Dalano was on the sidelines, and Saben Lee is in Phoenix, but worry not, we had Hassani Gravett. He’s been on ten-days before, and he really played like wanted another. Gravett made two 3s, including a tough step-back triple in the third. He came alive in overtime, with back-to-back layups; he protected the ball on the first one, and then on the second, he used a Reggie screen, finished on the left side with a right-handed finish. Gravett may not have the length and stride of Dalano, or the explosiveness of Lee, but Gravett definitely filled their void with his play yesterday.
Gabe Brown had 15 points on 3-for-6 shooting from downtown.
David Johnson was a Raptors 2021 second round pick, though some may have forgotten about him. He has talked about wanting to become a better shooter this season. He attempted 6.5 threes per game last full G League season, and went 9-for-36 (25%) this Showcase Cup season, but is now shooting 7-for-16 (44%) this regular season.
Despite making a late fourth quarter turnover, and missing two 3s in the fourth, his ability to remain undeterred, and shooting the open shot to end the game is big. Beneath his mild-mannered exterior lies a very confident individual. And Johnson likely knows taking those type of shots is how you improve your three-point shooting.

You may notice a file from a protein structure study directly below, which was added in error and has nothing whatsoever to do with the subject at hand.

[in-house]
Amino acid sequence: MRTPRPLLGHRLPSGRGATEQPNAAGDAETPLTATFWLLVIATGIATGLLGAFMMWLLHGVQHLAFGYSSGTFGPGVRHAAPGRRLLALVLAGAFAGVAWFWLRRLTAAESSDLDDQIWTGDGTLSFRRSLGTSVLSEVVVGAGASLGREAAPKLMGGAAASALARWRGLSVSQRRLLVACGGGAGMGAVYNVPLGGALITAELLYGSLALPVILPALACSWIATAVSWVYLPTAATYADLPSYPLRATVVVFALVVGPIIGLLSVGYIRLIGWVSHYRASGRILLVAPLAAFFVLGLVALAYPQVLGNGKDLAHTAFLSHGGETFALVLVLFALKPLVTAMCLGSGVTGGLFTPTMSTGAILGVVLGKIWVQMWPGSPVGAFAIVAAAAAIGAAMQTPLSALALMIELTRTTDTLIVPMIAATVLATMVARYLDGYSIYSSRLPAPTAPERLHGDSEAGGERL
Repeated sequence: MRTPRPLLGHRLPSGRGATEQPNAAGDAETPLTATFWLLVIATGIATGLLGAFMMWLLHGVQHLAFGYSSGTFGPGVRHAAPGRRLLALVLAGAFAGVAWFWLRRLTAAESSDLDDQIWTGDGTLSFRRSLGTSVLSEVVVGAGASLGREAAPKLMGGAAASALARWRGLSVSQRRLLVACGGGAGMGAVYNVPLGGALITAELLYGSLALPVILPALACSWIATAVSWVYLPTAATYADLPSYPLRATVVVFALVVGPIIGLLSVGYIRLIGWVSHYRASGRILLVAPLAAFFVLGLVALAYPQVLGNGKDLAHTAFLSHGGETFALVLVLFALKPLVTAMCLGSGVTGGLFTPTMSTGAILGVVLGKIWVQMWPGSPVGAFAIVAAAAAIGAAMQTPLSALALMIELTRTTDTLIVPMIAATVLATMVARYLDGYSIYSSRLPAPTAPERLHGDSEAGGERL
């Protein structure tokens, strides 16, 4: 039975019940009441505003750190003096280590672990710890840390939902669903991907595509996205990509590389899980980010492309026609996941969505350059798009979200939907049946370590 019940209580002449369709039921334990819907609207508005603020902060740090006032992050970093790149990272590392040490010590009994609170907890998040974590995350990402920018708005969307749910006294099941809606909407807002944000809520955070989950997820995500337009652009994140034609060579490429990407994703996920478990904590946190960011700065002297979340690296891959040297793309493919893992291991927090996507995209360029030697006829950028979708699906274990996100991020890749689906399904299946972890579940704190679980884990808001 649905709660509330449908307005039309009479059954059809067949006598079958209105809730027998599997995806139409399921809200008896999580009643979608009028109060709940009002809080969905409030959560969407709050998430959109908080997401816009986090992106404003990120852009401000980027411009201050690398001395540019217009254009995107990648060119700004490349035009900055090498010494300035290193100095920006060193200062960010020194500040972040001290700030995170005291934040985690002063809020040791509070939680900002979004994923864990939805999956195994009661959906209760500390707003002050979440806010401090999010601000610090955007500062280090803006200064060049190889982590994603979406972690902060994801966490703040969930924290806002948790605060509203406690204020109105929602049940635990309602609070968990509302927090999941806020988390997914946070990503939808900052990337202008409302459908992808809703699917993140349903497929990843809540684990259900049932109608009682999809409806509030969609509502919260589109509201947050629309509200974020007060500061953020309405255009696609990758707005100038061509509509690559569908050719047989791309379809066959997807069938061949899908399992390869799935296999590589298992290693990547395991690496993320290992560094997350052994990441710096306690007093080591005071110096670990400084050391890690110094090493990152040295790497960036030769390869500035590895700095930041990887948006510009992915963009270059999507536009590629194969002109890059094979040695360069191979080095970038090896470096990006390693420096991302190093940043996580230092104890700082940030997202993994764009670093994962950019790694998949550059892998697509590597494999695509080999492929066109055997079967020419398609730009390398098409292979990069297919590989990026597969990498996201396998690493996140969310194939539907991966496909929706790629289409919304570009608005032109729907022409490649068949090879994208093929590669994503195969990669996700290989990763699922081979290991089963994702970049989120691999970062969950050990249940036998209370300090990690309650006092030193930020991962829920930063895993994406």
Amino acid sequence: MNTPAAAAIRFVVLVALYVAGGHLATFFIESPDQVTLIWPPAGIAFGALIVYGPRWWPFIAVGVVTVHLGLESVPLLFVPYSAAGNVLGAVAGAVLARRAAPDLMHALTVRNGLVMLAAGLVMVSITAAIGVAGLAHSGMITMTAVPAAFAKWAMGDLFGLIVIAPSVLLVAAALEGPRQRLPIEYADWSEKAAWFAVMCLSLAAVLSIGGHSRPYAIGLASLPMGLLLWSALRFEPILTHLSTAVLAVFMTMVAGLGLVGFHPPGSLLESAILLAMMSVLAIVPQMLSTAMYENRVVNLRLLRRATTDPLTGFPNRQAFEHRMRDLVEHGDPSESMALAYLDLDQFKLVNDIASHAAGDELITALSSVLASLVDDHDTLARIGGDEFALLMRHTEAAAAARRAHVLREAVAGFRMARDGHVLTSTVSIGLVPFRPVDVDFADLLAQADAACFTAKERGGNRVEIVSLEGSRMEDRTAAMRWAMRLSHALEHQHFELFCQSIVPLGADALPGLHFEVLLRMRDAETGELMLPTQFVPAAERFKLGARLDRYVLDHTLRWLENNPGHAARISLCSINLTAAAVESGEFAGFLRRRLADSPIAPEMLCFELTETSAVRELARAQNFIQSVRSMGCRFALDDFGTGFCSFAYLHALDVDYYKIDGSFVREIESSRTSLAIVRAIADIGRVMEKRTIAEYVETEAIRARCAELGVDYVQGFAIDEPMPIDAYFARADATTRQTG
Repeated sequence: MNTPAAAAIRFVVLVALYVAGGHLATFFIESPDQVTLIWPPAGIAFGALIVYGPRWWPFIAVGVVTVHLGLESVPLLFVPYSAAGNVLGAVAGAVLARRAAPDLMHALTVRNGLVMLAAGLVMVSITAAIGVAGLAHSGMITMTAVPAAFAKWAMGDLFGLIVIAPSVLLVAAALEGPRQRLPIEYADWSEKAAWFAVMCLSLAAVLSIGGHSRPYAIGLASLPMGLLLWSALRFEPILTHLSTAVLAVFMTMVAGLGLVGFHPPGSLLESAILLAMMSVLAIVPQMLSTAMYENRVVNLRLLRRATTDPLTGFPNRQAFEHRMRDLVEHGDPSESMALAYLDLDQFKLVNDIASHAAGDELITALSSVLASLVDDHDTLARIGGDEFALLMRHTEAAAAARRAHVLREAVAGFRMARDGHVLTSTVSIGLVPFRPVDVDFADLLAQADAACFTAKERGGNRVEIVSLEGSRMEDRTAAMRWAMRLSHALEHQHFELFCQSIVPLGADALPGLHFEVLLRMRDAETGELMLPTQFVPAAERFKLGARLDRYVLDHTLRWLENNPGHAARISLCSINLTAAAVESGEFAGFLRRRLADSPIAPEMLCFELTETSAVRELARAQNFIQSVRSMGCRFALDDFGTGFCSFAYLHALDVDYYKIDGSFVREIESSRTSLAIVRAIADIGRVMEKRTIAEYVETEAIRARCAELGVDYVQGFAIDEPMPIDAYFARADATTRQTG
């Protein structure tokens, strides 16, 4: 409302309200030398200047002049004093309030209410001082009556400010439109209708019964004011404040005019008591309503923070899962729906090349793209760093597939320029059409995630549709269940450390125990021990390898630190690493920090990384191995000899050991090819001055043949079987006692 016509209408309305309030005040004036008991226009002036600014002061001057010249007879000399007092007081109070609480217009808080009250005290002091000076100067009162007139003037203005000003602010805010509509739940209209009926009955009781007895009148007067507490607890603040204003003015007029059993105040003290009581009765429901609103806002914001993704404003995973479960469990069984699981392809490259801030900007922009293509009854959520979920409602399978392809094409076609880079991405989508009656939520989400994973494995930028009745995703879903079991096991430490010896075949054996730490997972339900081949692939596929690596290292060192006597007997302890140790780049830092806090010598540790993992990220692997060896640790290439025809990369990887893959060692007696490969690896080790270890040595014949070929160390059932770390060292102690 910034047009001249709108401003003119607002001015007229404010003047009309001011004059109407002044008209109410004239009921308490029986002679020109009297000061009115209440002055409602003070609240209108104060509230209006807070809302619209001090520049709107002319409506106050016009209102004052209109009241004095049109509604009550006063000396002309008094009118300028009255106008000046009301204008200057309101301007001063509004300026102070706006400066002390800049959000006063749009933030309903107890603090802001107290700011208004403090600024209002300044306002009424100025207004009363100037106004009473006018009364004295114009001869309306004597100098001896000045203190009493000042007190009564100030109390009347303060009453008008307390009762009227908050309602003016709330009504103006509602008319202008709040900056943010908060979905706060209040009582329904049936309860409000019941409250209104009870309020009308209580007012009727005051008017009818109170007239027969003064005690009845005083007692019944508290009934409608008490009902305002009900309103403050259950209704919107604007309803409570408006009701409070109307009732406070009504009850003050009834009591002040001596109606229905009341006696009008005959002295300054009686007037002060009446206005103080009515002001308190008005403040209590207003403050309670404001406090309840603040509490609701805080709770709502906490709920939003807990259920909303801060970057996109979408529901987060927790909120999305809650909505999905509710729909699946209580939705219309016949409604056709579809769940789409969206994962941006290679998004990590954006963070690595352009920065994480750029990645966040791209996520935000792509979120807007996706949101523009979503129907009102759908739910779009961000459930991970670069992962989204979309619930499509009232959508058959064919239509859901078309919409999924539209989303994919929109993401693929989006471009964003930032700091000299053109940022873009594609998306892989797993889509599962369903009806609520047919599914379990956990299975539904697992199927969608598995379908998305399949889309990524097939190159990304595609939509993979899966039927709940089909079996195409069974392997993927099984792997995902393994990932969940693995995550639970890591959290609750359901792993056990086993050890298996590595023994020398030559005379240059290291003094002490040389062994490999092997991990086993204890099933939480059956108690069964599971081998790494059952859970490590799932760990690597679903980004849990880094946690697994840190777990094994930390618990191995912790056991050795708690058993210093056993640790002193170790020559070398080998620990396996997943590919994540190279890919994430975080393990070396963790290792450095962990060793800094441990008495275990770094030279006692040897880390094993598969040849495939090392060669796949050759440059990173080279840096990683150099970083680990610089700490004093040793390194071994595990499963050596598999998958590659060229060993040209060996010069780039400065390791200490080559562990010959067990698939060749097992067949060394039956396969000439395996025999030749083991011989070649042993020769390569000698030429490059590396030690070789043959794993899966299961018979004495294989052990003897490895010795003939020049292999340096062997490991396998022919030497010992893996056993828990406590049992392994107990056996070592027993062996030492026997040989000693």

Aaron Epps had an impressive third quarter with eight points, shooting a perfect 3-for-3 from the field in less than four minutes. Epps subbed in for Perry, he was the only big on the floor, and immediately made an impact. He was very agile and had great hands, especially when he caught the lob pass, drew the foul, and got to the line. He finished the game with 12 points in less than 11 minutes on 5-for-6 shooting.
Darryl Morsell continued to be a solid role player, finishing with 11 points, five rebounds, and five assists with two steals. He hit two threes, but not all threes are equal. In the dying seconds of the third quarter, he connected on a beautiful pass thrown by Johnson to the right corner 3. Hitting that triple not only completed a great offensive play, but also gave the 905 a three-point lead going into the fourth.